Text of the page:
Hello, this is Darrell Castle with today’s Castle Report. This is Friday the 3rd day of March in the year of our Lord 2023. I will be talking about the most dangerous powder keg in the world right now. That is the Crimean Peninsula where Russia has its Black Sea Fleet and where Ukraine has desires of reconquest. Crimea has very important strategic interest to both sides and is therefore a powder keg that could explode in nuclear war.
The significance of Crimea to Russia
I know that I talk about World War lll and nuclear conflict a lot. But I am not the little boy who cried wolf because there is a real wolf out there right now.1 Crimea, as Vladimir Putin has said a few times has more than military importance to Russia. Militarily it is home to Sevastopol Naval Base which is Russia’s only warm water base, and it provides Russia with a naval route from the Black Sea into the Mediterranean and from there into the Persian Gulf. It also has the military significance to Russia of preventing the West from using it to stage intermediate range ballistic missiles as part of its plan to surround Russia.
Crimea has spiritual significance to Putin as he has said quite often. It is the location of the Baptism of St. Vladimir who converted to Christianity and then brought the religion of Orthodox Christianity to Ukraine because he was born in Kiev, and then to all of Russia. That was around 987 and at that time there was no Ukraine and Russia because it was just Russia.
History of Crimea
Without going into the entire history, it is important to note that in 1783 Catherine the Great took Crimea back from the Ottoman Empire where it remained until the death of Stalin in 1954. Stalin’s successor, Nikita Khrushchev decided to cede it to the Soviet Socialist Republic of Ukraine. This became independent after the Soviet fall in 1989 but was then a Russian state. So he knew Russia would still control it. In 2014 after the fall of the Pro-Russian government in Ukraine, Russia recaptured Crimea.
So, Crimea is important to Russia for reasons I have stated, but it is also important to Ukraine. The capture of Crimea would mark the end of Russia as a great power. It would be a crushing and humiliating defeat that Putin could not possibly survive. Russia would no longer have a presence in the Black Sea and would no longer be a threat to the Ukrainian ports and it would make future Russian attacks much more difficult. It would follow then, that the entire Russian Federation would be weakened to the point of possible disintegration.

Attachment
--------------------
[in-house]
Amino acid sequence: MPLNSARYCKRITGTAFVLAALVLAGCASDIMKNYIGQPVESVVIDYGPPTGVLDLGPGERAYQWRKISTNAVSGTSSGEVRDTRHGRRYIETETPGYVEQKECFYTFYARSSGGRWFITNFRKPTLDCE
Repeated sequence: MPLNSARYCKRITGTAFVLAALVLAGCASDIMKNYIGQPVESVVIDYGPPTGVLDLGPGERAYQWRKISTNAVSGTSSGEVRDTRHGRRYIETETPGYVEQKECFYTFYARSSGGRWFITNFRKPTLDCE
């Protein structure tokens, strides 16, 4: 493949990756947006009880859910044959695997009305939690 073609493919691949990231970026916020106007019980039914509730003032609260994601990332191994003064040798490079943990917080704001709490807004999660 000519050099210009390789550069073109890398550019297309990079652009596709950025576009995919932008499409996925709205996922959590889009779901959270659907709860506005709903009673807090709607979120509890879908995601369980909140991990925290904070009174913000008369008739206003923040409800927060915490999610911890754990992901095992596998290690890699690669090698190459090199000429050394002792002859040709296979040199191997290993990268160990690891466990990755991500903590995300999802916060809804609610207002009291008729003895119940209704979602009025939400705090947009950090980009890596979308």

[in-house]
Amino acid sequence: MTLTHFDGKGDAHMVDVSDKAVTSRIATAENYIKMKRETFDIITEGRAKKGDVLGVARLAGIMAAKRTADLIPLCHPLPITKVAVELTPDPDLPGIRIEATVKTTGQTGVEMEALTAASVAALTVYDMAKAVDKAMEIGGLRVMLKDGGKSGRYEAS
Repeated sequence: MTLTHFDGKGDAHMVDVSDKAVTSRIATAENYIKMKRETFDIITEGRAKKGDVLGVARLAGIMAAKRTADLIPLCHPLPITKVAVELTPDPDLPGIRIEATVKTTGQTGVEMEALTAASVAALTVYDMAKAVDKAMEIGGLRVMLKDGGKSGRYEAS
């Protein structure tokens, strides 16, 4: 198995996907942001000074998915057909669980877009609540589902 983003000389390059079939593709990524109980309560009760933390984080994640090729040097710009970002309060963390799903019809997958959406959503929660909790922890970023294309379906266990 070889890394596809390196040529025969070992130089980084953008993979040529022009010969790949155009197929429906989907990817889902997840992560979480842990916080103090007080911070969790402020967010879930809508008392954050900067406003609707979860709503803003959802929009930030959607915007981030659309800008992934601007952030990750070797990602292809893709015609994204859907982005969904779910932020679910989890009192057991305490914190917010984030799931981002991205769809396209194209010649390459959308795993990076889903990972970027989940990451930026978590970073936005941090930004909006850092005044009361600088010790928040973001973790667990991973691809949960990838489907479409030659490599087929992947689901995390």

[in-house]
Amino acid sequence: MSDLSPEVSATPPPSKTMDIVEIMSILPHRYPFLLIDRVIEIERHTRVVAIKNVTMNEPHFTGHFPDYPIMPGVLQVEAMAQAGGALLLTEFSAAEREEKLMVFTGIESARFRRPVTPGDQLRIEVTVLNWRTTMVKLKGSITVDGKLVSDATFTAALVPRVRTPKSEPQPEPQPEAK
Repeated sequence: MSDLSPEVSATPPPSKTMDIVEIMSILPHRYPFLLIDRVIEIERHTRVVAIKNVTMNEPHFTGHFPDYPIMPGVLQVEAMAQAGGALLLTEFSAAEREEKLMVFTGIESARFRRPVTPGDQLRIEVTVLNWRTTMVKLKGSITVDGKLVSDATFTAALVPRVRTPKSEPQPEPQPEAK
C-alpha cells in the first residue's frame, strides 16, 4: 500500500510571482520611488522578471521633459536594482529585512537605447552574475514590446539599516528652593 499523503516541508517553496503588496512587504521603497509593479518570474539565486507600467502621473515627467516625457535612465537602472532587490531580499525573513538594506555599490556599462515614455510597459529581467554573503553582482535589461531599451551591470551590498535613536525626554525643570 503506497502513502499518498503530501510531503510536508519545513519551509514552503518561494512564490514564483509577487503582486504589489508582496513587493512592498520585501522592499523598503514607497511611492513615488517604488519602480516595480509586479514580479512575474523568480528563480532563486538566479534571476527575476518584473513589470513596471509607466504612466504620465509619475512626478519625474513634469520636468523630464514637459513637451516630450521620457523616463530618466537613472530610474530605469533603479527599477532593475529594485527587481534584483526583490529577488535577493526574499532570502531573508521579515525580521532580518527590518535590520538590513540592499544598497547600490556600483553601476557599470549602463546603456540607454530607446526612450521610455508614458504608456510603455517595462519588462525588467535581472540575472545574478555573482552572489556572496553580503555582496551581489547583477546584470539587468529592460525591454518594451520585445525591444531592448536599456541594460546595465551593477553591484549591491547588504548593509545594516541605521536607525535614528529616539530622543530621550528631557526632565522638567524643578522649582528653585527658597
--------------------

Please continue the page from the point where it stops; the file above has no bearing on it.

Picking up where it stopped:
Drawing the lines at Crimea
Undersecretary of state, Victoria Nuland, yes, she’s the one from the Nord Stream Report, is now saying that the U.S. is supporting Ukrainian strikes on Crimea, which drew a stern reminder from Moscow that the Crimean Peninsula is a redline the crossing of which will have consequences. Zelensky in a news conference, said that Ukraine is preparing a large operation for the de-occupation of Crimea. I pray that U.S. leaders are unwilling to continue poking the nuclear bear, but evidence is to the contrary.
It seems that Vladimir Putin is just as determined to maintain Russia’s position as a great power as the West is determined to end it. It is hard for a Westerner to understand what Crimea means to the Russian soul. For example, during the siege of Crimea by the French, British, and Turks in 1854-55, and the Germans and Romanians in 1941-42, the Red Army lost more men than the U.S. has lost in all its wars in its entire history. Here is a comparison that makes Crimea’s importance easy to understand. From an unknown Russian,
In the last resort, America would use nuclear weapons to save Hawaii and Pearl Harbor. And if we have to, we should use them to save Crimea.
What makes it a powder keg
So, Crimea presents the greatest threat of nuclear catastrophe that humanity has faced. Greater than the Cuban missile crises, yes because the two sides are already at war. Furthermore, there were no international powers encouraging The U.S. and the Soviet Union to escalate and launch those missiles. Kennedy made a very wise and mature decision to remove U.S. strategic missiles from northern Turkey where they could be seen from Russia on a clear day, and Khrushchev removed them from Cuba. Nuclear brinksmanship yes, but the players were wise, and they cared about survival. Not so in today’s struggle.